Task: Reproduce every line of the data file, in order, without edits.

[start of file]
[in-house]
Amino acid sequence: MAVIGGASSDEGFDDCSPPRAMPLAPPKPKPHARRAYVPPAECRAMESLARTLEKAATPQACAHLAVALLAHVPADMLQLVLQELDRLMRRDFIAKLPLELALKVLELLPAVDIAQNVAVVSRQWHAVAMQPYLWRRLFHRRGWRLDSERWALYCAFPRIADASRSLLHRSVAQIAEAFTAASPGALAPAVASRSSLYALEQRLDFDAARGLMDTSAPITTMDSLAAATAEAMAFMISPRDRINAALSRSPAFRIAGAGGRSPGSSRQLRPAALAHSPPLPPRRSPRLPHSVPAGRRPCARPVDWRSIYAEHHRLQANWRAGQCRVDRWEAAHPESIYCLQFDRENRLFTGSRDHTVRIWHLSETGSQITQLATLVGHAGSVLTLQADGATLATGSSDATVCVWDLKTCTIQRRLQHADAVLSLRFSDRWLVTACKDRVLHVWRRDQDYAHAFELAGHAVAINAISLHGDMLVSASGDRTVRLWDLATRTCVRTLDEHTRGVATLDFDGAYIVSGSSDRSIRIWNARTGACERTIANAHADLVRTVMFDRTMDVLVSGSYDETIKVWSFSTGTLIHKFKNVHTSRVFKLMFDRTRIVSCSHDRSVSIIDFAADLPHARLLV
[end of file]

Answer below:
[in-house]
Amino acid sequence: MAVIGGASSDEGFDDCSPPRAMPLAPPKPKPHARRAYVPPAECRAMESLARTLEKAATPQACAHLAVALLAHVPADMLQLVLQELDRLMRRDFIAKLPLELALKVLELLPAVDIAQNVAVVSRQWHAVAMQPYLWRRLFHRRGWRLDSERWALYCAFPRIADASRSLLHRSVAQIAEAFTAASPGALAPAVASRSSLYALEQRLDFDAARGLMDTSAPITTMDSLAAATAEAMAFMISPRDRINAALSRSPAFRIAGAGGRSPGSSRQLRPAALAHSPPLPPRRSPRLPHSVPAGRRPCARPVDWRSIYAEHHRLQANWRAGQCRVDRWEAAHPESIYCLQFDRENRLFTGSRDHTVRIWHLSETGSQITQLATLVGHAGSVLTLQADGATLATGSSDATVCVWDLKTCTIQRRLQHADAVLSLRFSDRWLVTACKDRVLHVWRRDQDYAHAFELAGHAVAINAISLHGDMLVSASGDRTVRLWDLATRTCVRTLDEHTRGVATLDFDGAYIVSGSSDRSIRIWNARTGACERTIANAHADLVRTVMFDRTMDVLVSGSYDETIKVWSFSTGTLIHKFKNVHTSRVFKLMFDRTRIVSCSHDRSVSIIDFAADLPHARLLV